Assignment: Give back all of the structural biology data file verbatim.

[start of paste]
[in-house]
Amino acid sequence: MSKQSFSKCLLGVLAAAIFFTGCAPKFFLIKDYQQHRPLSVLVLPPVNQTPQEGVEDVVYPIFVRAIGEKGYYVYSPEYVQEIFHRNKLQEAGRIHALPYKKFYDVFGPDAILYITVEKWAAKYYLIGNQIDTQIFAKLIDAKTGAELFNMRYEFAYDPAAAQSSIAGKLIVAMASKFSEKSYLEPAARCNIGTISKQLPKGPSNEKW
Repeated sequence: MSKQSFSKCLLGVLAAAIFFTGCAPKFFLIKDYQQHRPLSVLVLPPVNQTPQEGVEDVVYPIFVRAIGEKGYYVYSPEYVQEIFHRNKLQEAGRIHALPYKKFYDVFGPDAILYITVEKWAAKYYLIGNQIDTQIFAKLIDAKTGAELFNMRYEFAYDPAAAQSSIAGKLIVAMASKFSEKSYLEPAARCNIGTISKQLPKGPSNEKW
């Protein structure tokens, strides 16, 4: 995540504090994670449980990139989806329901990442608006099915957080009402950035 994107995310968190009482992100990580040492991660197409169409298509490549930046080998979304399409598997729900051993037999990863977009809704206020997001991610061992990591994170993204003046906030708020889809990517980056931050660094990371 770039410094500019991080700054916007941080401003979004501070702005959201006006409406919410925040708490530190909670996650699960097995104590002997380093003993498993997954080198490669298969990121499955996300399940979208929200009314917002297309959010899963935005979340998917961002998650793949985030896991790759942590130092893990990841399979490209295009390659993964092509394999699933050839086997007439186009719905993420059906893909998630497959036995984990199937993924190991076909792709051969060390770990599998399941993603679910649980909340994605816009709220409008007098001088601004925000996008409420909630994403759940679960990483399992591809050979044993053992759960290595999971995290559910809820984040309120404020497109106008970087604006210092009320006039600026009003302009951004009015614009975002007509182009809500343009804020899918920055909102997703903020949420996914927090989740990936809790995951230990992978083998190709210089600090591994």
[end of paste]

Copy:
[in-house]
Amino acid sequence: MSKQSFSKCLLGVLAAAIFFTGCAPKFFLIKDYQQHRPLSVLVLPPVNQTPQEGVEDVVYPIFVRAIGEKGYYVYSPEYVQEIFHRNKLQEAGRIHALPYKKFYDVFGPDAILYITVEKWAAKYYLIGNQIDTQIFAKLIDAKTGAELFNMRYEFAYDPAAAQSSIAGKLIVAMASKFSEKSYLEPAARCNIGTISKQLPKGPSNEKW
Repeated sequence: MSKQSFSKCLLGVLAAAIFFTGCAPKFFLIKDYQQHRPLSVLVLPPVNQTPQEGVEDVVYPIFVRAIGEKGYYVYSPEYVQEIFHRNKLQEAGRIHALPYKKFYDVFGPDAILYITVEKWAAKYYLIGNQIDTQIFAKLIDAKTGAELFNMRYEFAYDPAAAQSSIAGKLIVAMASKFSEKSYLEPAARCNIGTISKQLPKGPSNEKW
């Protein structure tokens, strides 16, 4: 995540504090994670449980990139989806329901990442608006099915957080009402950035 994107995310968190009482992100990580040492991660197409169409298509490549930046080998979304399409598997729900051993037999990863977009809704206020997001991610061992990591994170993204003046906030708020889809990517980056931050660094990371 770039410094500019991080700054916007941080401003979004501070702005959201006006409406919410925040708490530190909670996650699960097995104590002997380093003993498993997954080198490669298969990121499955996300399940979208929200009314917002297309959010899963935005979340998917961002998650793949985030896991790759942590130092893990990841399979490209295009390659993964092509394999699933050839086997007439186009719905993420059906893909998630497959036995984990199937993924190991076909792709051969060390770990599998399941993603679910649980909340994605816009709220409008007098001088601004925000996008409420909630994403759940679960990483399992591809050979044993053992759960290595999971995290559910809820984040309120404020497109106008970087604006210092009320006039600026009003302009951004009015614009975002007509182009809500343009804020899918920055909102997703903020949420996914927090989740990936809790995951230990992978083998190709210089600090591994």